a walk, a house and a challenge

It is spring, and then it’s not, and then it is, and we get to open the windows for one day.  

Last Saturday was that day.  I almost wished I could have spent it in my little garden plot. —Yes, indeed, I can once again plant tomatoes and basil, a pumpkin, some chard and salad greens.  I did nothing to enhance the soil last year but as this is my second year, I am thinking.  But last Saturday was for walking and walk we did in The Gardens at Elm Bank in Wellesley.

Elm Bank was a private residence built in the 17th century. At the turn of the 20th Century, the owner engaged architects to build a neo-Georgian manor house and hired the Olmsted Brothers to design and improve the gardens. After various owners and various uses, the site was placed on the National Register of Historic Places in 1987 and it is now owned by the Commonwealth of Massachusetts. In April of 1996, after a public process that included thoughtful consideration of all aspects of the sited leased Massachusetts Horticultural Society. The old manor house is in need of deep restoration but the garden beds are laid out and ready to be worked on for spring.  We enjoyed the bulb flowers and the flowering trees, and I enjoyed just being in a working garden on the verge of a season. 

The way the manor was shut up, just waiting for restoration, reminded me of the the Villa Grazioli that was down the lane from where were lived just outside of Frascati. Thirty- seven years ago, the villa was abandoned and looking very sad behind fencing and signs that threatened trespassers. Today, it is an incredible looking hotel with gardens and a pool. Ah, to see it again. To see any of Italy again!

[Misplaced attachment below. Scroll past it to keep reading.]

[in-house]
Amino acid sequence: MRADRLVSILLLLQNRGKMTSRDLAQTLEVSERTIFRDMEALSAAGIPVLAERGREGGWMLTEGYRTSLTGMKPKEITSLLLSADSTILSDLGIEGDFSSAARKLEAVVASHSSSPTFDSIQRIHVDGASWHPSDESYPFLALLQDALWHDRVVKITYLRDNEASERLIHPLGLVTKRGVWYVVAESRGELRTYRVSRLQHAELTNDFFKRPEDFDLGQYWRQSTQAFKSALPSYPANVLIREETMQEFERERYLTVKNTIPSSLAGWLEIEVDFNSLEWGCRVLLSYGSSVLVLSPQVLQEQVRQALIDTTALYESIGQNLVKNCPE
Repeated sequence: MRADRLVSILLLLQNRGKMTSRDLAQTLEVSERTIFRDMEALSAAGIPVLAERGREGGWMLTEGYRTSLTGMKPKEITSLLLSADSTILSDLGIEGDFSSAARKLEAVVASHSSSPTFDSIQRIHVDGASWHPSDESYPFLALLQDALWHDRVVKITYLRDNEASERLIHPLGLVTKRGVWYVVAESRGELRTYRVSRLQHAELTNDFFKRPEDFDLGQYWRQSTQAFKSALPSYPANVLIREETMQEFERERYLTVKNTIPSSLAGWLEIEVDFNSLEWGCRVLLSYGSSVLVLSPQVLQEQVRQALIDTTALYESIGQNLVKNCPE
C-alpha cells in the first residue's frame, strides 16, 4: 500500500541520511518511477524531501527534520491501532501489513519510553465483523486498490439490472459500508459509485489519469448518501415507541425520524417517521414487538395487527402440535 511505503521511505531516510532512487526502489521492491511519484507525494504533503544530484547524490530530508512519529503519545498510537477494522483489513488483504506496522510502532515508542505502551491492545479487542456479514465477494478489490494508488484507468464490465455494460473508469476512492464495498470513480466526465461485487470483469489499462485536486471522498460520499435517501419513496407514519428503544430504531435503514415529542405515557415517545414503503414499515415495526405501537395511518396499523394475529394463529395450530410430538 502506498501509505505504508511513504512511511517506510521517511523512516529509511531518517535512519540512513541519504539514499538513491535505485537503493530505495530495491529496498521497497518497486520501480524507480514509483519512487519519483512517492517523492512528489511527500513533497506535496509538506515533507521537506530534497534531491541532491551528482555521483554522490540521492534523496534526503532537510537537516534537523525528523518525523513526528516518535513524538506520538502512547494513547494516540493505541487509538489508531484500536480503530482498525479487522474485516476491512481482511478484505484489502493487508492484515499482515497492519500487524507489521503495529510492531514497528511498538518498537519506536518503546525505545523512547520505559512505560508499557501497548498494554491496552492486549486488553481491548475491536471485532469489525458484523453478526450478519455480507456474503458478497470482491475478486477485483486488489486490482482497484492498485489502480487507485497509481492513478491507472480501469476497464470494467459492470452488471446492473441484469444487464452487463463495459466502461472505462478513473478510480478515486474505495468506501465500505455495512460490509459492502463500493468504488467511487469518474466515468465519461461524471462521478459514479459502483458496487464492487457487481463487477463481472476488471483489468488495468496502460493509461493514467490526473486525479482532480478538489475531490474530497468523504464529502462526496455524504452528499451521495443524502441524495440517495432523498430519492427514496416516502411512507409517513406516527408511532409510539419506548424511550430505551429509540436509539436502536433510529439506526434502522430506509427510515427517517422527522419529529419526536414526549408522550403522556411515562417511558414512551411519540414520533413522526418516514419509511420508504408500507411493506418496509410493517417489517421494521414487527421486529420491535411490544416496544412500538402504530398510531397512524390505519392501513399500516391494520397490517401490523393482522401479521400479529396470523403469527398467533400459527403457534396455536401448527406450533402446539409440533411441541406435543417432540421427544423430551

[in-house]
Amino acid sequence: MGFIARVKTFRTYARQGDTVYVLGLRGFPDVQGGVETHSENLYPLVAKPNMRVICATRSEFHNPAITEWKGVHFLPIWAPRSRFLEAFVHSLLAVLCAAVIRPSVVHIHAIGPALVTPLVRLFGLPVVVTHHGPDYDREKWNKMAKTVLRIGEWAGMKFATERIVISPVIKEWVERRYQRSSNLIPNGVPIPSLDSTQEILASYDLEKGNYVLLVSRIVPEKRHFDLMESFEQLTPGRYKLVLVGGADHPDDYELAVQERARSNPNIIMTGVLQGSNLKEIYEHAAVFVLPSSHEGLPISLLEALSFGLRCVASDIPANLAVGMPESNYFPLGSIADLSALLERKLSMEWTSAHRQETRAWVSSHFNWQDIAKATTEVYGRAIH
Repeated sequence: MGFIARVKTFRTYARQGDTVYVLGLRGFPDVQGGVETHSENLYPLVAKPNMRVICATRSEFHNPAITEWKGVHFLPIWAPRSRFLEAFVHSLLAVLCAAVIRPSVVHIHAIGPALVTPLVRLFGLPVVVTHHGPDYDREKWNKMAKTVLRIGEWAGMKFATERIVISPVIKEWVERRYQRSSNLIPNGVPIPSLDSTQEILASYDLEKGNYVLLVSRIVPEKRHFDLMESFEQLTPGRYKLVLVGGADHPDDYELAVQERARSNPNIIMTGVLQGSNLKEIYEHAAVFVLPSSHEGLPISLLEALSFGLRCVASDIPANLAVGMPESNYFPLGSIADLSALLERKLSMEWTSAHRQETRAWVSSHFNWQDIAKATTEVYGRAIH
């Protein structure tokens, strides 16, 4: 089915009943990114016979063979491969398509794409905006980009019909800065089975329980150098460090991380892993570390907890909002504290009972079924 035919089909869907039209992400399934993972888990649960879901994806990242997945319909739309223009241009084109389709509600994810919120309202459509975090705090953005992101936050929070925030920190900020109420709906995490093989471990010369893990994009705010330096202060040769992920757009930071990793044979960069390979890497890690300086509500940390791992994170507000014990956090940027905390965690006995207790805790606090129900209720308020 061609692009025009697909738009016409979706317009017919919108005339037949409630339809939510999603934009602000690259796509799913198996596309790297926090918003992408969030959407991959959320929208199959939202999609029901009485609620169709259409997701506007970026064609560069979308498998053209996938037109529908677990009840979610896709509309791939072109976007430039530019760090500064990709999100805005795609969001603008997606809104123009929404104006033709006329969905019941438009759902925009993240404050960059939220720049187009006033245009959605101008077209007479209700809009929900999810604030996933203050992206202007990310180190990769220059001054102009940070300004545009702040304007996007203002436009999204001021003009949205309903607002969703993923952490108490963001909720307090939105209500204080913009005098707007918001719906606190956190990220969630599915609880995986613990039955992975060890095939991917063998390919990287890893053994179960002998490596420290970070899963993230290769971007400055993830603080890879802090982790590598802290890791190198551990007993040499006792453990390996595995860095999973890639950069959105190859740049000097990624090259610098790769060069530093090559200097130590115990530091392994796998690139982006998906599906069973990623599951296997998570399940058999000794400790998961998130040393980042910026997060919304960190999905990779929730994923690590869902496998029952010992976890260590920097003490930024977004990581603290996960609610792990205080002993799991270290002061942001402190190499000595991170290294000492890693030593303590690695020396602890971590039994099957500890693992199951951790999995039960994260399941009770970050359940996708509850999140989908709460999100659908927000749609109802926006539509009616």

It has been awhile since Cheshire and Justin moved into their house.  Ownership has some complications right now but it was finally warm enough to take a picture without snow.  The house is incredibly interesting and will occupy them for a long time.  Their enthusiasm for the work reminds me of our Washington Blvd. adventures. Back when we moved in, we found a library book to help us fix almost anything.  Cheshire and Justin have youtube which I think is a slight improvement. 

At the beginning of last week I had a much overdue optometrist visit and walked out of her office after a battery of tests with a diagnosis of cataracts.  Now, I know I am old!  I remember Great Nana’s cataract operation in the 70’s. Days in the hospital and weeks of recuperation.  I will have day surgery on one eye at a time with two weeks to heal in between.  I will need someone to drive me home and spend the night with me but absolutely no chance of hospital food. I had a preliminary surgeon visit on Friday for eye ball measurements and an appointment to discuss options and surgery in July.  I am not the only one who put off what seemed to be unnecessary medical visits this past year.  Hopefully, surgery will be done within 90 days of the July visit.  

I hate the waiting, now that I know the problem.  For months, I have imagined that I had severe eye strain with drastically changing vision.  At times reading and decorating eggs has been very difficult.  Now, that I know why, I’d like it to be fixed immediately.  Yesterday, actually.  However, have a problem that actually has a solution is a rather giddy feeling of freedom.  I can be fixed.

And I am writing for my memoir class—a piece every week.  I am grateful for the group and the critiques.  I feel daring as I work on and send in pieces mainly centered on death and disability, with a few lighter entries on the side.  When life gets closer to normal, I need a writing group to be responsible to and in whole judgment I can trust.  

I should also add that I am grateful to some of my dear friends who have read my words for years on this blog and who have always encouraged me to “do more with it.”  I am finally daring enough to plunge in and see where it leads!

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